When the President says we must “train” more scientists and mathematicians, does he mean we should educate more architects, whose profession requires knowing a lot of science and mathematics? I doubt it! What about anthropologists? Well no. It has been reported that Florida’s Governor, Rick Scott, slammed anthropology majors as being unprepared for productive careers. Not the kind of science the establishment approves of! Well, how about astronomers or paleontologists? What industry wants just “scientists”? And I doubt that any corporation is seeking a batch of theoretical mathematicians.
I’m certain you get the point.
But as though all of this were not bad enough, even this conservative educational system is under attack by ideological fundamentalists:
After three days of turbulent meetings, the Texas Board of Education . . . approved a social studies curriculum that will put a conservative stamp on history and economics textbooks, stressing the superiority of American capitalism, questioning the Founding Fathers’ commitment to a purely secular government and presenting Republican political philosophies in a more positive light. The vote was 10 to 5 along party lines, with all the Republicans on the board voting for it.
That Texan politicians should do this is perhaps no surprise. But not a single professor, not a single dean, not a single chancellor/president, not a single professorial organization stood up and objected. Why were all of the dedicated scholars in America’s system of higher education mute and invisible? What can one say about their commitment to knowledge? Even worse, the authors of these textbooks were more than willing to write them over to please these Texans. How’s that for intellectual integrity? Just how dark is the darkness in the academy?
Gov. Bobby Jindal recently signed a new law that sets up the largest voucher program of any state in the country. It is part of a series of “reforms” that Jindal says will expand school choice . . . and critics say is the broadest state assault on public education in the country.
Again America’s professorial community and their administrations are nowhere to be found. What are they thinking? Have they tried to imagine what their classrooms will be like when their students have all been indoctrinated with fundamentalist ideology? What will these professors be able to teach? Which subjects that conflict with fundamentalist ideology will be proscribed? What kind of speech will be considered politically incorrect? In Europe, people can be imprisoned for denying that the official Zionist account of the Holocaust is true. Will teachers of evolution become criminals if they deny that the Biblical account of Creation is true or if marriage doesn’t consist of a union of one man and one woman? Why not? Churchmen did it to Galileo. Ask yourself how many German university professors bore the consequences of Nazi ideology, those professors who couldn’t support Arian superiority?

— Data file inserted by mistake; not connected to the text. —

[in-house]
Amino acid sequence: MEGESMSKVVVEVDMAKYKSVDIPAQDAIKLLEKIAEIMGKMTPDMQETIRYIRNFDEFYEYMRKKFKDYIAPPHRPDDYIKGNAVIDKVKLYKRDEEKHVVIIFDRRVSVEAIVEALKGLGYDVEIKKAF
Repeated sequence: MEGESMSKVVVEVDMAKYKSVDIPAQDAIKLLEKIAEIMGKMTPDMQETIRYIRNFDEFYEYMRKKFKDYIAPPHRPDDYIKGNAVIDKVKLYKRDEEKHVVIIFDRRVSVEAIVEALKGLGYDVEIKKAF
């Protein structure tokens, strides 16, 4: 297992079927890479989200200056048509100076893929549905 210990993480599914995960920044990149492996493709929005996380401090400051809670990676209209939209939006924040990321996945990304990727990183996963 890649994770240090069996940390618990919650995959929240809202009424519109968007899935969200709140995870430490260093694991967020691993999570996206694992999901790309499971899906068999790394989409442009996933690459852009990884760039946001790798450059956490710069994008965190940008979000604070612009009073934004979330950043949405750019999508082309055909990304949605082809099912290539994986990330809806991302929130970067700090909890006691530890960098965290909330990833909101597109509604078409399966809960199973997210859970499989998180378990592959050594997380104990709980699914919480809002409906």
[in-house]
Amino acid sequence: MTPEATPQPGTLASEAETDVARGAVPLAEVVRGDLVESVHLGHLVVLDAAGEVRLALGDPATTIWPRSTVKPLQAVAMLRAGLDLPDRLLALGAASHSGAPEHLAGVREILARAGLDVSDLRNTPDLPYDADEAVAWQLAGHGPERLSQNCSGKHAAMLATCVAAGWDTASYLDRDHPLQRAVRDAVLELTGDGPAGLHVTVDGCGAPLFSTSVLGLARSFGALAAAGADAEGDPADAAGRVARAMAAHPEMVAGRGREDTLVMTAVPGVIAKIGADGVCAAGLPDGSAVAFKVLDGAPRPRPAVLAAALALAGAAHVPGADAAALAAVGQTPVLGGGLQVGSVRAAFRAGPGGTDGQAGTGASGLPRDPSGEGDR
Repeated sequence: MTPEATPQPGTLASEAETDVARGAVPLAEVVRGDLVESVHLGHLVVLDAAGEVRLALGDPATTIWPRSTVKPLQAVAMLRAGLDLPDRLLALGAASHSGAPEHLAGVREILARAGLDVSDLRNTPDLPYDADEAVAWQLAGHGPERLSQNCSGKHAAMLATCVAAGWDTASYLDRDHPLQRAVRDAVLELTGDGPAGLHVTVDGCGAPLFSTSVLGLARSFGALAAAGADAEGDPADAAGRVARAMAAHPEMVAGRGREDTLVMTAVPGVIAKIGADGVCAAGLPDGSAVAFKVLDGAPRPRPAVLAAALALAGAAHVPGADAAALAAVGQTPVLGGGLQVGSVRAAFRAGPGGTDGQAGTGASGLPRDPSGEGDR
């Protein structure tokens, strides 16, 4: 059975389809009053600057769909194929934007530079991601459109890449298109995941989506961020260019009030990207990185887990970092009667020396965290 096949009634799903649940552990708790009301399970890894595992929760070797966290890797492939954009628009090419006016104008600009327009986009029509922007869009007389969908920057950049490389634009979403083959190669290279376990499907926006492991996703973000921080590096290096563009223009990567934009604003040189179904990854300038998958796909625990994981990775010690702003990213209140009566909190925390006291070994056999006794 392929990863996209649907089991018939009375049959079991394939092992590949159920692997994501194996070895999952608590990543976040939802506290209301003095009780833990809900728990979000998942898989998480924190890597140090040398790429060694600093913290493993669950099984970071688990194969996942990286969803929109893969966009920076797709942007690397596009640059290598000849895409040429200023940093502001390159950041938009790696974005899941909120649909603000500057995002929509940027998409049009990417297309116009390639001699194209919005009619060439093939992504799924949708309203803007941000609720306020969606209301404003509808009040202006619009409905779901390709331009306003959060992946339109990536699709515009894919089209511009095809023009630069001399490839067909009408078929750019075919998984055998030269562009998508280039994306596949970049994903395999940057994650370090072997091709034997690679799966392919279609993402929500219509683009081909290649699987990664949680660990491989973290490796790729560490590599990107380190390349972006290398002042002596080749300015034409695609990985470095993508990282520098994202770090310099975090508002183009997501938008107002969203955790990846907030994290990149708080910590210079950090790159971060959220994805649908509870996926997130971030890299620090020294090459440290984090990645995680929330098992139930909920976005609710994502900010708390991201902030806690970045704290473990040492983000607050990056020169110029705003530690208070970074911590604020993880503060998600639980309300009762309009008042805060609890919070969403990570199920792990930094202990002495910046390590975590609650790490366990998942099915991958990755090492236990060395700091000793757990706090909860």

Think it won’t happen here? It’s happening already.
For decades now, our public school teachers have been under attacks disguised as attempts to render them accountable. The department of education assumes that standardized test scores can reliably and validly be used to determine teacher-quality. Most researchers say the tests can’t. They say that using test scores in this way is a negative consequence of the No Child Left Behind act. And for decades, the college and university community has been silent as their graduates have been vilified. But now,
The Education Department just tried — and failed — to persuade a group of negotiators to agree to regulations that would rate colleges of education in large part on how K-12 students being taught by their graduates perform on standardized tests. . . . When it became clear that some of the negotiators weren’t going to go along with the basic outlines of the department’s plan, department officials ended the negotiations over a conference call.
But don’t think that is the end of the effort.
Now we can expect Obama administration officials to issue regulations doing what they want — without congressional approval, or, for that matter, without having persuaded a group of negotiators they had selected themselves that what they want to do makes educational sense.
Of course, it was inevitable! If student scores on standardized tests can be used to determine the ability of their teachers, why can’t the scores be used to determine the quality of their teacher’s professors?
First the professors in teacher’s colleges, then the professors in business colleges, then the professors in technical schools, and on and on. Backwardness never turns its head. Professors throughout the Western world, stock up on lanterns. The darkness is coming!
John Kozy is a retired professor of philosophy and logic who writes on social, political, and economic issues. After serving in the U.S. Army during the Korean War, he spent 20 years as a university professor and another 20 years working as a writer. He has published a textbook in formal logic commercially, in academic journals and a small number of commercial magazines, and has written a number of guest editorials for newspapers. His on-line pieces can be found on http://www.jkozy.com/ and he can be emailed from that site’s homepage.